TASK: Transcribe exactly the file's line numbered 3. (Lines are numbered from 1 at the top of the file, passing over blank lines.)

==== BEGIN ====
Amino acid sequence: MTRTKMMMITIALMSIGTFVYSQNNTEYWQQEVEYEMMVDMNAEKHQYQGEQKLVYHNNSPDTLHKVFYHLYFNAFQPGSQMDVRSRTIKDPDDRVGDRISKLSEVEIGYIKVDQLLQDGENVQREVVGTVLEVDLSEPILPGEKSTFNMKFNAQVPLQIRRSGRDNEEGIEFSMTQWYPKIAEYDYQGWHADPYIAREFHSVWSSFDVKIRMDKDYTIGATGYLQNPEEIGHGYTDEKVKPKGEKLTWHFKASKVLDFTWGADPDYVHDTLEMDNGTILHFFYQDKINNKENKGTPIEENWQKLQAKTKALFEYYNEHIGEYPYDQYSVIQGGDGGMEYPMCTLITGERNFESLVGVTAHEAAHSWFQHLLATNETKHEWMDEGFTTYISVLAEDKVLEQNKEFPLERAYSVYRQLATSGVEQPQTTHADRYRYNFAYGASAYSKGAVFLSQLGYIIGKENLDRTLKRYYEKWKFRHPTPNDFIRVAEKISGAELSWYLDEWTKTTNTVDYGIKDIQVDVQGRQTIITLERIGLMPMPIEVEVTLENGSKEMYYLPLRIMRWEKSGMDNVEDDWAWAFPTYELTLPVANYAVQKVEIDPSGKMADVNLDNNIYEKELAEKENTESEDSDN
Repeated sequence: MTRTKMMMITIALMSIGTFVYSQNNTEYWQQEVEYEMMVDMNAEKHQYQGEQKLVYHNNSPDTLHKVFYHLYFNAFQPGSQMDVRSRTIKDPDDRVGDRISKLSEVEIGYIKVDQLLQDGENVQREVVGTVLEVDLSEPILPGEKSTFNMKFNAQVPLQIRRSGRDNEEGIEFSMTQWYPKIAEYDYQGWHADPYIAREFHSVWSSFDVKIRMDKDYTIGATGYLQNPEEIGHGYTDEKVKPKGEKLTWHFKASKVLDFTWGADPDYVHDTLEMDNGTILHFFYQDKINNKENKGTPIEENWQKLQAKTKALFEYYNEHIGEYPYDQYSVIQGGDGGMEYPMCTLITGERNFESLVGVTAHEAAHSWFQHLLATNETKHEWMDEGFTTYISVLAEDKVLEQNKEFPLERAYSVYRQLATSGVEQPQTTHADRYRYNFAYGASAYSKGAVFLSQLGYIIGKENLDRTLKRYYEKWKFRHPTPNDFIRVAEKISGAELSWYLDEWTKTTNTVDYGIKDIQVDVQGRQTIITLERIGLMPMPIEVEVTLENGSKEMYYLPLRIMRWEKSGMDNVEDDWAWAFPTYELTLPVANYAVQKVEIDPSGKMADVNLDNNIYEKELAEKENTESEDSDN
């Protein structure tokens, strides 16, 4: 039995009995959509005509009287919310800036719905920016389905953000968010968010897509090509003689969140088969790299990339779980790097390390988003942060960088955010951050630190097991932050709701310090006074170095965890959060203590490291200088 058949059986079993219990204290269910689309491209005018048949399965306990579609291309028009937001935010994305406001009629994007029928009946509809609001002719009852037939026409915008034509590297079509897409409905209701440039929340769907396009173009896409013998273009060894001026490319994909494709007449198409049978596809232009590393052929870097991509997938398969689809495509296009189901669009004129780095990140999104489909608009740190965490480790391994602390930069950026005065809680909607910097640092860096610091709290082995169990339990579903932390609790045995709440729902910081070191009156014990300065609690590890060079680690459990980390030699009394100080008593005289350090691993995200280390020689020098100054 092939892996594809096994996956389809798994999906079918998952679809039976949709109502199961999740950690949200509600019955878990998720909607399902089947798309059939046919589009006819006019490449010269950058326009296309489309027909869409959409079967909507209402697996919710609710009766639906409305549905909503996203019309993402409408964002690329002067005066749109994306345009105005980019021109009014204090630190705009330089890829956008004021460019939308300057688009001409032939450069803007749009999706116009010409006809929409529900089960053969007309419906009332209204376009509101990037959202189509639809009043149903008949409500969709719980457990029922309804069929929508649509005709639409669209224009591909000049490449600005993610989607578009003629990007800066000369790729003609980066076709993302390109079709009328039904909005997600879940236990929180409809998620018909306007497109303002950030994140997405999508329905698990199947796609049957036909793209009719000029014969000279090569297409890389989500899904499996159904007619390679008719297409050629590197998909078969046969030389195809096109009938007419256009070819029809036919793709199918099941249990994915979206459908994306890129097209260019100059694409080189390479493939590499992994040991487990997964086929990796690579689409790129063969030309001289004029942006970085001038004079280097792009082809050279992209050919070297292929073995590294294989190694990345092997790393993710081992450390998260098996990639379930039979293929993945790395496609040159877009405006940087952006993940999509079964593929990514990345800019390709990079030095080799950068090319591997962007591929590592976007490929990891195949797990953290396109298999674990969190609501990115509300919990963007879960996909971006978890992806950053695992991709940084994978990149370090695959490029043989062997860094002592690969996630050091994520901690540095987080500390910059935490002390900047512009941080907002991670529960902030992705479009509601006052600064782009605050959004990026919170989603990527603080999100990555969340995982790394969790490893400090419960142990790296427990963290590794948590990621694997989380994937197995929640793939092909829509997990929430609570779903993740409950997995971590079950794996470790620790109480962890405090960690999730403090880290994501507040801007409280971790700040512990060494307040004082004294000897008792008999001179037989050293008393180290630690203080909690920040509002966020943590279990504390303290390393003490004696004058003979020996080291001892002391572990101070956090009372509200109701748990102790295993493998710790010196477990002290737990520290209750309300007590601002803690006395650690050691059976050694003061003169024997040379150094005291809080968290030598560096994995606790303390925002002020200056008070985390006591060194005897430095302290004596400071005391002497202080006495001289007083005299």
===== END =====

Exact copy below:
């Protein structure tokens, strides 16, 4: 039995009995959509005509009287919310800036719905920016389905953000968010968010897509090509003689969140088969790299990339779980790097390390988003942060960088955010951050630190097991932050709701310090006074170095965890959060203590490291200088 058949059986079993219990204290269910689309491209005018048949399965306990579609291309028009937001935010994305406001009629994007029928009946509809609001002719009852037939026409915008034509590297079509897409409905209701440039929340769907396009173009896409013998273009060894001026490319994909494709007449198409049978596809232009590393052929870097991509997938398969689809495509296009189901669009004129780095990140999104489909608009740190965490480790391994602390930069950026005065809680909607910097640092860096610091709290082995169990339990579903932390609790045995709440729902910081070191009156014990300065609690590890060079680690459990980390030699009394100080008593005289350090691993995200280390020689020098100054 092939892996594809096994996956389809798994999906079918998952679809039976949709109502199961999740950690949200509600019955878990998720909607399902089947798309059939046919589009006819006019490449010269950058326009296309489309027909869409959409079967909507209402697996919710609710009766639906409305549905909503996203019309993402409408964002690329002067005066749109994306345009105005980019021109009014204090630190705009330089890829956008004021460019939308300057688009001409032939450069803007749009999706116009010409006809929409529900089960053969007309419906009332209204376009509101990037959202189509639809009043149903008949409500969709719980457990029922309804069929929508649509005709639409669209224009591909000049490449600005993610989607578009003629990007800066000369790729003609980066076709993302390109079709009328039904909005997600879940236990929180409809998620018909306007497109303002950030994140997405999508329905698990199947796609049957036909793209009719000029014969000279090569297409890389989500899904499996159904007619390679008719297409050629590197998909078969046969030389195809096109009938007419256009070819029809036919793709199918099941249990994915979206459908994306890129097209260019100059694409080189390479493939590499992994040991487990997964086929990796690579689409790129063969030309001289004029942006970085001038004079280097792009082809050279992209050919070297292929073995590294294989190694990345092997790393993710081992450390998260098996990639379930039979293929993945790395496609040159877009405006940087952006993940999509079964593929990514990345800019390709990079030095080799950068090319591997962007591929590592976007490929990891195949797990953290396109298999674990969190609501990115509300919990963007879960996909971006978890992806950053695992991709940084994978990149370090695959490029043989062997860094002592690969996630050091994520901690540095987080500390910059935490002390900047512009941080907002991670529960902030992705479009509601006052600064782009605050959004990026919170989603990527603080999100990555969340995982790394969790490893400090419960142990790296427990963290590794948590990621694997989380994937197995929640793939092909829509997990929430609570779903993740409950997995971590079950794996470790620790109480962890405090960690999730403090880290994501507040801007409280971790700040512990060494307040004082004294000897008792008999001179037989050293008393180290630690203080909690920040509002966020943590279990504390303290390393003490004696004058003979020996080291001892002391572990101070956090009372509200109701748990102790295993493998710790010196477990002290737990520290209750309300007590601002803690006395650690050691059976050694003061003169024997040379150094005291809080968290030598560096994995606790303390925002002020200056008070985390006591060194005897430095302290004596400071005391002497202080006495001289007083005299």